Stairs and connections are a theme throughout the building, both inside and out. The north eastern corner of the building features a giant staircase and amphitheatre to provide space for events, talks and the like outside, as well as giving access directly to the first floor. It’s a generous public moment here, and a motif of John Wardle, who was responsible for a similar manoeuvre at his award-winning building at Melbourne Grammar several years ago.

The old building had a great little gallery, the Wunderlich, which hosted some top shows before it was demolished. The Gallery has returned bigger and better – like a big empty swimming pool, the new Dulux Gallery is submerged, sitting half a level down in the big ground floor space. In this way, the foyer and gallery are both separated and connected. It’s one of the best aspects of the new building and will no doubt host many great design shows as the building comes into life.

The first show scheduled here is the work of those graduating students of 2014, a springboard into the future.

For a somewhat mind-boggling time-lapse of the construction of the Melbourne School of Design, see below.  A fascinating but rather more drawn out (8 min) tour of the completed building can also be viewed . – Lucy

Similar Stories

Architecture

Happily-Ever-After In The Storybook House

Folk Architects convert a Victorian era terrace into a tiny dream home.
Miriam McGarry
  6 hours ago

Architecture

The Ultimate Family Beach House On Stradbroke Island

Architects Gabriel Poole and Tim Bennetton take on a challenging beach house project (with a few surprises!)

Architecture

A Home Designed For Introverts

Breathe Architecture create a 'restorative fortress' home for two introverts in Surry Hills, Sydney.
Miriam McGarry

This Week

Architecture

Happily-Ever-After In The Storybook House

Folk Architects convert a Victorian era terrace into a tiny, dream home in Melbourne’s inner north.
Miriam McGarry
  6 hours ago

News

Kip & Co Teams Up With The Lost Dogs' Home

The local homewares label have made a new range of accessories for your puppy pals to support a wonderful cause! 
Sally Tabart

Family

The Co-Founder Of Olli Ella Talks Business + Babies

Low-key global business mogul Chloe Brookman looks back on how far her brand has come, all with four littlies in tow!
Ashe Davenport

News

Learn How To Manage Your Money Better

Megan Morton teams up with financial expert Chelsea Murphy from Cash Full Stop for Money Talks, a masterclass in money matters!
Sally Tabart
  4 hours ago

Architecture

A Home Designed For Introverts

Breathe Architecture create a 'restorative fortress' home for two introverts in Surry Hills, Sydney.
Miriam McGarry

Art

The Sisters Painting 'Bow River Country'

Emerging artists and sisters Kathy and Tracey Ramsay depict their Country in remote WA, in beautiful, visceral detail for their first ever s...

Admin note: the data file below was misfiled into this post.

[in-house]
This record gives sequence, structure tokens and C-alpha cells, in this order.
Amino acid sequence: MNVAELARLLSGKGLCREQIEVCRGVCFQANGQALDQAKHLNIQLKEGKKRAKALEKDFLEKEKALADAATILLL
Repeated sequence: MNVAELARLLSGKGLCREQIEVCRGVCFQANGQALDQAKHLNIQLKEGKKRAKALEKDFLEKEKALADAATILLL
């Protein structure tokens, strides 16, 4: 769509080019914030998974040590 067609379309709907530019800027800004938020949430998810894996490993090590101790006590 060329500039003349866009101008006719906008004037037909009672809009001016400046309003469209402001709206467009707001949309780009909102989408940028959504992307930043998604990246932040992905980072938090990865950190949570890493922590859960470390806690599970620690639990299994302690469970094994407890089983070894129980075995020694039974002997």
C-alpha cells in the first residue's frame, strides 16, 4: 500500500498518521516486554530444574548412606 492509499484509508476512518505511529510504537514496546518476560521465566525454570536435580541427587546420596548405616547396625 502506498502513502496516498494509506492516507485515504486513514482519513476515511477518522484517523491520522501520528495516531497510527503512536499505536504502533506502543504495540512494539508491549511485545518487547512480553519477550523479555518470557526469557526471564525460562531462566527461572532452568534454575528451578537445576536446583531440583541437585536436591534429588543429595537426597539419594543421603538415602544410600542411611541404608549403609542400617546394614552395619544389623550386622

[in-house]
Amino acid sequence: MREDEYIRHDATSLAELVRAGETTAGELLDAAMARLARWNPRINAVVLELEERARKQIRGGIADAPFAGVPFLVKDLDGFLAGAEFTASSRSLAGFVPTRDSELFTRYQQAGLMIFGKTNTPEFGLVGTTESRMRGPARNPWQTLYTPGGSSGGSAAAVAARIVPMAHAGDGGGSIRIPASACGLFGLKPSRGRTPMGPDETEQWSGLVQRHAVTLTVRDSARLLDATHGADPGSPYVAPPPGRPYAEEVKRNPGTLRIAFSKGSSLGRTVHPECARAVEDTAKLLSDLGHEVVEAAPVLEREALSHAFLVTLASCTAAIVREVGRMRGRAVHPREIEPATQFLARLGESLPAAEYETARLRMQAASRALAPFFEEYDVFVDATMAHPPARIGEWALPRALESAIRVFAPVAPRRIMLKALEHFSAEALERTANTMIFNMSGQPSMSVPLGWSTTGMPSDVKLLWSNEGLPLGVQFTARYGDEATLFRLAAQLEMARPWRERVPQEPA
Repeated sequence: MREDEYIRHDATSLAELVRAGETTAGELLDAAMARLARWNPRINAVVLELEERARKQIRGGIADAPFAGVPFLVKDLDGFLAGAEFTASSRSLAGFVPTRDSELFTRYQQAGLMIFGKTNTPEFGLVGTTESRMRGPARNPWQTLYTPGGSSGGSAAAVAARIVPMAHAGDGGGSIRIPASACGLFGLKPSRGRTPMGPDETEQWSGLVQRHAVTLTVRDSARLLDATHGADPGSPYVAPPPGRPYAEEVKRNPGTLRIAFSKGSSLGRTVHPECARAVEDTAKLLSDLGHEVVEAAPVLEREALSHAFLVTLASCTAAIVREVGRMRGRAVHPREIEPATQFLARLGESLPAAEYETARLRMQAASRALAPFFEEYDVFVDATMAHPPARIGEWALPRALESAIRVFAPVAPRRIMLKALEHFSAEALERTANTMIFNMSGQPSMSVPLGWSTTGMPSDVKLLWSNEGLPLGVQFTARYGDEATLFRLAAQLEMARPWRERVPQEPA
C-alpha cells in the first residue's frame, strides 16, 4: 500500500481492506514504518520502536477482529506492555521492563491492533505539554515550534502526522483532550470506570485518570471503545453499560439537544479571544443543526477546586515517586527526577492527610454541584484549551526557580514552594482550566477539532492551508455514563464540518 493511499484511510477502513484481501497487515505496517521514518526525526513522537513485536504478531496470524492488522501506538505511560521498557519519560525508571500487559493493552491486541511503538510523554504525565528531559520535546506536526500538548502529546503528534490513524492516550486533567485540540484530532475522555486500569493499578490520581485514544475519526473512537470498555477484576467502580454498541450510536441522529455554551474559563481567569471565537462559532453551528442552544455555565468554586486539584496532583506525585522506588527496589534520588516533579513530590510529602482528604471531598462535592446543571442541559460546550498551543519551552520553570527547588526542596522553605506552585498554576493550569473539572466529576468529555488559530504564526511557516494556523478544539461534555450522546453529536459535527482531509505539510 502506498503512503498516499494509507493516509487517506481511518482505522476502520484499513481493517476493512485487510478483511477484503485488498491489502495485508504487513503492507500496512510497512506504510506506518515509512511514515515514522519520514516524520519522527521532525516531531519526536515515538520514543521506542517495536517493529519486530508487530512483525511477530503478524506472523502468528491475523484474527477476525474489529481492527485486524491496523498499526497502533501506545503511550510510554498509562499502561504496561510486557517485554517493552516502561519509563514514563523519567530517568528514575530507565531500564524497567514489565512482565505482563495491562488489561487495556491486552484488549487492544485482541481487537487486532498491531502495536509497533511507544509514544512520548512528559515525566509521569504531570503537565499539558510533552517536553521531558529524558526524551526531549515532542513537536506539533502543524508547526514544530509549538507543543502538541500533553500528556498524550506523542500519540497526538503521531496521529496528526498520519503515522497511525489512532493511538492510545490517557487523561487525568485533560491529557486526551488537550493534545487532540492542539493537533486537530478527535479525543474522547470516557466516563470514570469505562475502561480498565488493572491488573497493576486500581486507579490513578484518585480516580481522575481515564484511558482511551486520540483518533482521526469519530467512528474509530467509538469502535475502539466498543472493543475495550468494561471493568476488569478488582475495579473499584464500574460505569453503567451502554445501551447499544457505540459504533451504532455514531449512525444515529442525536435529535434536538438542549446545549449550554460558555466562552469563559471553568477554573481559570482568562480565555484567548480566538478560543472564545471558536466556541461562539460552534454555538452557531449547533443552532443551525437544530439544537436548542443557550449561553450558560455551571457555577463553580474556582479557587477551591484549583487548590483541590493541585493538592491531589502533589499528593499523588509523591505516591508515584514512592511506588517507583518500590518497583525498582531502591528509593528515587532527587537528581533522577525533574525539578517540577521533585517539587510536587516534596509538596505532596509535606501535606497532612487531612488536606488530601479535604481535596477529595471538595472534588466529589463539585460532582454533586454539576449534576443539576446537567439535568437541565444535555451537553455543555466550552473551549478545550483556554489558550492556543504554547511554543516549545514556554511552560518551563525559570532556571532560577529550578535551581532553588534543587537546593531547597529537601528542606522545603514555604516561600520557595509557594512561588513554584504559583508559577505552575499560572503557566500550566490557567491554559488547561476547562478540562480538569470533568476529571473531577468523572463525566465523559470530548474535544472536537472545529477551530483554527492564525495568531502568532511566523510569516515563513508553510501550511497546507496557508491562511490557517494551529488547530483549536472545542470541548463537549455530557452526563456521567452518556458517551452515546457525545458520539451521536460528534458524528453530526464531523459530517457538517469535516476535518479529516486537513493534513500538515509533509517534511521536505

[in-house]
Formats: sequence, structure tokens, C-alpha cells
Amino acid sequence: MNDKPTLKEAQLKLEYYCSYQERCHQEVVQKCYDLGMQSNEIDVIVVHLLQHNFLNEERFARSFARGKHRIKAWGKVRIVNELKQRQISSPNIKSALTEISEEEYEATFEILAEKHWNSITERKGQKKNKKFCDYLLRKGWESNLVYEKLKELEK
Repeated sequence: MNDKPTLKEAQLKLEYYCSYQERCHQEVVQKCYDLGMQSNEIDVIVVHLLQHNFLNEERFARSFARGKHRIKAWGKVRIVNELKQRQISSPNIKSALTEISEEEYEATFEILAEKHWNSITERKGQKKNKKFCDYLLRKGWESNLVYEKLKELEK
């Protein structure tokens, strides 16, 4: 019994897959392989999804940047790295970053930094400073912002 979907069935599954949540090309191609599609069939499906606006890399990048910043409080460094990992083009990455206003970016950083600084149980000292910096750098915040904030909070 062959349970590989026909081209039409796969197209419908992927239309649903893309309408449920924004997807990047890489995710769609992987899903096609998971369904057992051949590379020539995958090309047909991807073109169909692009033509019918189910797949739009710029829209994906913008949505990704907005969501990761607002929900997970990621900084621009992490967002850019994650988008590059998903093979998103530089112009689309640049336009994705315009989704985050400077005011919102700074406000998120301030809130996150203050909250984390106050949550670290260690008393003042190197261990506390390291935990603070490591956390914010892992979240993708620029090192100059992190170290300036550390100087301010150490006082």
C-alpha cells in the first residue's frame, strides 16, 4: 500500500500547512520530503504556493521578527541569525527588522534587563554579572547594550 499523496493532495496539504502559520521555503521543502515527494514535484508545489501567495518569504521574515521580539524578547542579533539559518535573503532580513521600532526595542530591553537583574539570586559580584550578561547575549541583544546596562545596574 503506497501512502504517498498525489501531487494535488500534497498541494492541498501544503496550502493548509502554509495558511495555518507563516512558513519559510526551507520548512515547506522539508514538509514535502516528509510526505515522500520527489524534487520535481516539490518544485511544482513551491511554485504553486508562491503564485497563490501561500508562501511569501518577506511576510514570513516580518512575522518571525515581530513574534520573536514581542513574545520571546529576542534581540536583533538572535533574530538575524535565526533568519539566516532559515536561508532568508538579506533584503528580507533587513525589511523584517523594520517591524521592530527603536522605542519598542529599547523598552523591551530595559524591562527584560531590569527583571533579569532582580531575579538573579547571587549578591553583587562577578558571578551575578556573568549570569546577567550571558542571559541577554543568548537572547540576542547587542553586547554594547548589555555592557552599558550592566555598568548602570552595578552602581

News

Milly Dent's Pop-Up Pottery!

The Sydney-based ceramicist launches her limited-edition designs at Provider Store in Surry Hills!
Miriam McGarry

Creative People

The Ko-Working Space!

Karina van de Pol and Olivia Fleetwood take us on a tour of their incredible new creative studio and coworking space in Geelong.
Miriam McGarry

Architecture

The Ultimate Family Beach House On Stradbroke Island

Architects Gabriel Poole and Tim Bennetton take on a challenging beach house project (with a few surprises!)
1.56

Inside Look

'Monet: Impression Sunrise' Comes To The National Gallery Of Australia

An exclusive look at the National Gallery of Australia's new exhibition 'Monet: Impression Sunrise', starring the painting that started the

Shopping

New 'Textural' Rugs And Cushions, From Argentina All The Way To Byron Bay

Add some texture to your home with bold new rugs and cushions from Byron Bay based homewares brand Pampa.
Miriam McGarry

News

An Awe-Inspiring Living Wall Is Unveiled In Melbourne

Melbourne-based designer Adam Cornish and Junglefy bring clean air to Denfair.
Elle Murrell

Studio Visit

The Melbourne Ceramicist Embracing The Beauty Of Blank Space

From striking functional wares to art objects, Tokyo-born Yoko Ozawa reflects on her evolution at the wheel.
Elle Murrell
  14 hours ago

Homes

The Impossibly Chic Chyka Weekender!

The Mornington Peninsula home of media personality, entertainer extraordinaire, and entrepreneur Chyka Keebaugh!

Shopping

A Rare Retail Success Story

We revisit The Shelley Panton Store in Melbourne to find out how it's still going strong, a decade on!
Elle Murrell

Similar Stories

Architecture

Happily-Ever-After In The Storybook House

Folk Architects convert a Victorian era terrace into a tiny dream home.
Miriam McGarry
  6 hours ago

Architecture

The Ultimate Family Beach House On Stradbroke Island

Architects Gabriel Poole and Tim Bennetton take on a challenging beach house project (with a few surprises!)

Architecture

A Home Designed For Introverts

Breathe Architecture create a 'restorative fortress' home for two introverts in Surry Hills, Sydney.
Miriam McGarry
www.medicaments-24.net

https://winnerlex.com.ua

Наш полезный веб сайт , он рассказывает про лечебные кремы www.tokyozakka.com.ua